Thursday, November 13, 2014

For goodness sake

I've been asked to speak in 宗教学导论, Fudan's equivalent of "Theorizing Religion," next Monday. Yippee! The instructor told me it's two forty-five minute lectures around a break and that I could talk about whatever I wanted. Picking up cues from our conversations I've proposed "theodicy and the theory of religion" for the first half and "religion and theater" for the second.

More easily said than done... but here's what I'm thinking. It's a bit of a great American novel but the fun thing is how, along with the kitchen sink, my old pash "the problem of good" crops up!

Part I
Theodicy and religion
(lots of Max Weber, including his claim that traditional China had no use for theodicy)
Two critiques of the idea that religion is primarily an answer to the problem of evil:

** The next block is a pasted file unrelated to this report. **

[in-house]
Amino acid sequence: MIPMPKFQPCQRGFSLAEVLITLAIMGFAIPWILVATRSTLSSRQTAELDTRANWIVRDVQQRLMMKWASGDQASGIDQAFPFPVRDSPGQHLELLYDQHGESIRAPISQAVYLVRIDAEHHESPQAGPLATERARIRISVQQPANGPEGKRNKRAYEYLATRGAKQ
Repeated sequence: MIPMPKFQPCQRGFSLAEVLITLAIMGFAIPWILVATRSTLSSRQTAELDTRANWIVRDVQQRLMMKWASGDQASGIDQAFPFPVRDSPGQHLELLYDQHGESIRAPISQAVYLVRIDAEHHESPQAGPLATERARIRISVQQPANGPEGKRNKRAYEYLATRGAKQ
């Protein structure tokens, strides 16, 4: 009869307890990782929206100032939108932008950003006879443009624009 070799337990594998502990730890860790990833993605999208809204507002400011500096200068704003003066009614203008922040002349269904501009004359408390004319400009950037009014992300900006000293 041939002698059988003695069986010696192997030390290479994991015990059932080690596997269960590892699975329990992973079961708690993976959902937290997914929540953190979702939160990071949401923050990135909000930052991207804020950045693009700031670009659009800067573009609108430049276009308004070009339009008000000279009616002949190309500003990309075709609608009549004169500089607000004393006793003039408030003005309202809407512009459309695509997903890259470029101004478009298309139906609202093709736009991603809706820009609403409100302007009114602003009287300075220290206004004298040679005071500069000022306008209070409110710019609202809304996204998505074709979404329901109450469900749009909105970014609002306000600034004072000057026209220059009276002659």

- "lived religion" finds that people are less concerned with coherence than this presupposes
- what about the "problem of good"?
And yet life throws disappointment, pain, grief and heartbreak at us. Maybe religion addresses these in different ways than philosophers think

Part II
Theater and religion
Intro: The Book of Job, philosophy or theater, scripture or ritual? Or all of the above?
The "religion and theater" question cracks open the standard views of both (at least in much of the US)
is religion at its worst no more than theater? is theater at its best like religion?
liturgy, play, community
enacting and engaging the problems of evil AND good through theater, and religion

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